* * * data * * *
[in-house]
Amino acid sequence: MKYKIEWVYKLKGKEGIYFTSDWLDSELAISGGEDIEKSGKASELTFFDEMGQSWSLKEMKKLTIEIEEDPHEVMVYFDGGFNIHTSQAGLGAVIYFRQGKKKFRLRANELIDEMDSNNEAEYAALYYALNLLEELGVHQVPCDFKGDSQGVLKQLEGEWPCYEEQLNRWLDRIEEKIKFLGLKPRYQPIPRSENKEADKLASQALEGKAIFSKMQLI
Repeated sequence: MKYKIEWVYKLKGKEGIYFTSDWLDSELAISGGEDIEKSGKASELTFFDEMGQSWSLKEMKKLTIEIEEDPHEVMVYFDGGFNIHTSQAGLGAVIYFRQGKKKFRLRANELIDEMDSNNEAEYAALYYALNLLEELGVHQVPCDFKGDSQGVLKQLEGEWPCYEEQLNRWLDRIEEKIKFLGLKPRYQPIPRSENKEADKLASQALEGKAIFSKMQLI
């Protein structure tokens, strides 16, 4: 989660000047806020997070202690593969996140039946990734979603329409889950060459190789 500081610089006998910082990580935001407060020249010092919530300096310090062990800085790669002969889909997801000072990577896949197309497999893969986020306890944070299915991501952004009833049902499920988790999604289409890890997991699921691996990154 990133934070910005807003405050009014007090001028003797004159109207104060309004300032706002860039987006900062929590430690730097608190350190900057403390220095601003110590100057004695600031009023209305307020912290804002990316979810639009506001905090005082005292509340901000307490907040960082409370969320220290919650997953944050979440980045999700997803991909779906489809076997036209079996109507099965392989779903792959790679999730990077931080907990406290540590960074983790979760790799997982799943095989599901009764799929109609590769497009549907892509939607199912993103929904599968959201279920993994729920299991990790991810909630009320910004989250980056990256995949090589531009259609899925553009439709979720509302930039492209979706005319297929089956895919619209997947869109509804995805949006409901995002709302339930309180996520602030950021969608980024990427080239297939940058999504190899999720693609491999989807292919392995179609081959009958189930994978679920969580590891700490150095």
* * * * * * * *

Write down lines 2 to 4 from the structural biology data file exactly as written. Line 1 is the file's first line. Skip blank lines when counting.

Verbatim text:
Amino acid sequence: MKYKIEWVYKLKGKEGIYFTSDWLDSELAISGGEDIEKSGKASELTFFDEMGQSWSLKEMKKLTIEIEEDPHEVMVYFDGGFNIHTSQAGLGAVIYFRQGKKKFRLRANELIDEMDSNNEAEYAALYYALNLLEELGVHQVPCDFKGDSQGVLKQLEGEWPCYEEQLNRWLDRIEEKIKFLGLKPRYQPIPRSENKEADKLASQALEGKAIFSKMQLI
Repeated sequence: MKYKIEWVYKLKGKEGIYFTSDWLDSELAISGGEDIEKSGKASELTFFDEMGQSWSLKEMKKLTIEIEEDPHEVMVYFDGGFNIHTSQAGLGAVIYFRQGKKKFRLRANELIDEMDSNNEAEYAALYYALNLLEELGVHQVPCDFKGDSQGVLKQLEGEWPCYEEQLNRWLDRIEEKIKFLGLKPRYQPIPRSENKEADKLASQALEGKAIFSKMQLI
């Protein structure tokens, strides 16, 4: 989660000047806020997070202690593969996140039946990734979603329409889950060459190789 500081610089006998910082990580935001407060020249010092919530300096310090062990800085790669002969889909997801000072990577896949197309497999893969986020306890944070299915991501952004009833049902499920988790999604289409890890997991699921691996990154 990133934070910005807003405050009014007090001028003797004159109207104060309004300032706002860039987006900062929590430690730097608190350190900057403390220095601003110590100057004695600031009023209305307020912290804002990316979810639009506001905090005082005292509340901000307490907040960082409370969320220290919650997953944050979440980045999700997803991909779906489809076997036209079996109507099965392989779903792959790679999730990077931080907990406290540590960074983790979760790799997982799943095989599901009764799929109609590769497009549907892509939607199912993103929904599968959201279920993994729920299991990790991810909630009320910004989250980056990256995949090589531009259609899925553009439709979720509302930039492209979706005319297929089956895919619209997947869109509804995805949006409901995002709302339930309180996520602030950021969608980024990427080239297939940058999504190899999720693609491999989807292919392995179609081959009958189930994978679920969580590891700490150095």